Dismissal time from school—ask many moms who pick their children up and the stories will just start. You’ll hear stories of people nearly getting hit people or of cars getting dinged. You might hear stories about parents yelling at each other or using hand gestures to communicate their frustrations to each other. You’ll hear about mothers grasping the steering wheel in frustration while simultaneously trying not to curse with the kids in the car. (Oh wait, that might be me.)
Why does all of this happen? Why do normally rational people, who typically obey traffic laws, park wherever they want, despite the amount of cars that become blocked in by people doing whatever they want? Why do some people feel they can just cross the roadway with their kid’s hand clenched in theirs, even when they see a car coming?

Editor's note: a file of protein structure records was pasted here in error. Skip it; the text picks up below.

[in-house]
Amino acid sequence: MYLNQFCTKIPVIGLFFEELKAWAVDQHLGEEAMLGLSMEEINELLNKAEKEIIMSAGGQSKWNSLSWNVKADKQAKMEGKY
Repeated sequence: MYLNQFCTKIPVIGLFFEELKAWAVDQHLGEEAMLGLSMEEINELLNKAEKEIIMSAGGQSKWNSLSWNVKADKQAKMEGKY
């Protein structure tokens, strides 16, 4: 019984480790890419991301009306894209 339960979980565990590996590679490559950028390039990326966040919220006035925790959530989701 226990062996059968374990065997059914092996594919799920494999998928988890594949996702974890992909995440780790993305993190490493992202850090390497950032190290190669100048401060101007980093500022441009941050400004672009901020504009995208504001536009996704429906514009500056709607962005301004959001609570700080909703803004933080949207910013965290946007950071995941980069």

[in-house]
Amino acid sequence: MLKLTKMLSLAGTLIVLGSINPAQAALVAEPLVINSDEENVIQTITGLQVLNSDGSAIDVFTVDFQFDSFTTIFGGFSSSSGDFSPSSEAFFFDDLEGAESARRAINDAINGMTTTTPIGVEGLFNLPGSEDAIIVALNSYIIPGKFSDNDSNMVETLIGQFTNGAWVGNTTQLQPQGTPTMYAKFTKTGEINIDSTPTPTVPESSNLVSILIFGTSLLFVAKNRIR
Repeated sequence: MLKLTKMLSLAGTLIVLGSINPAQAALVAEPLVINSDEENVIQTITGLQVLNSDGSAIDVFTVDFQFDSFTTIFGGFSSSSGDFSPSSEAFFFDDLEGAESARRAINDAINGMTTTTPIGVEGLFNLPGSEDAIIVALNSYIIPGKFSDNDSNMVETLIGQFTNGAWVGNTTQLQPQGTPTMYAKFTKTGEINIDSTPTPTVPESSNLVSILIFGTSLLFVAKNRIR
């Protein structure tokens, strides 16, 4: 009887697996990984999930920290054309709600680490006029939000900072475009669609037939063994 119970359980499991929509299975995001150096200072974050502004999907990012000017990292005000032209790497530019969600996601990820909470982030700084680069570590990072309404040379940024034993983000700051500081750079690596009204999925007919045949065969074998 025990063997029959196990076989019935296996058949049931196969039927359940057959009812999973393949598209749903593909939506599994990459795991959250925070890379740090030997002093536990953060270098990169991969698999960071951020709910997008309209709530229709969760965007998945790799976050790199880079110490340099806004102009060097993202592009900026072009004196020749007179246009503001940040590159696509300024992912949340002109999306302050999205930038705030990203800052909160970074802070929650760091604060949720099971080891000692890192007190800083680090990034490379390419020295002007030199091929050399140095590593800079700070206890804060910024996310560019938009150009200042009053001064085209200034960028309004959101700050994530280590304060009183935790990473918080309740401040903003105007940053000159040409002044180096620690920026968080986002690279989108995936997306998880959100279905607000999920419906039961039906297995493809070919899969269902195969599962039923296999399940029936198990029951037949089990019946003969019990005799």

I’ve always found the entitlement that occurs during pick up and drop off to be interesting. It’s so frustrating to me to be waiting to get to a safe spot to pull over to drop off my kids and the person in front of me is dilly-dallying. Is it really necessary to pull over (to the drop off area that is supposed to move quickly), get out of the car at a snail’s speed, get little Johnny out of the car, grab his backpack from the TRUNK (why doesn’t he have it in the backseat with him??) and then make a production out of the hugs and kisses you have to give him? The best is when the mom stands there and watches him walk up the steps and into the building and waves the entire time.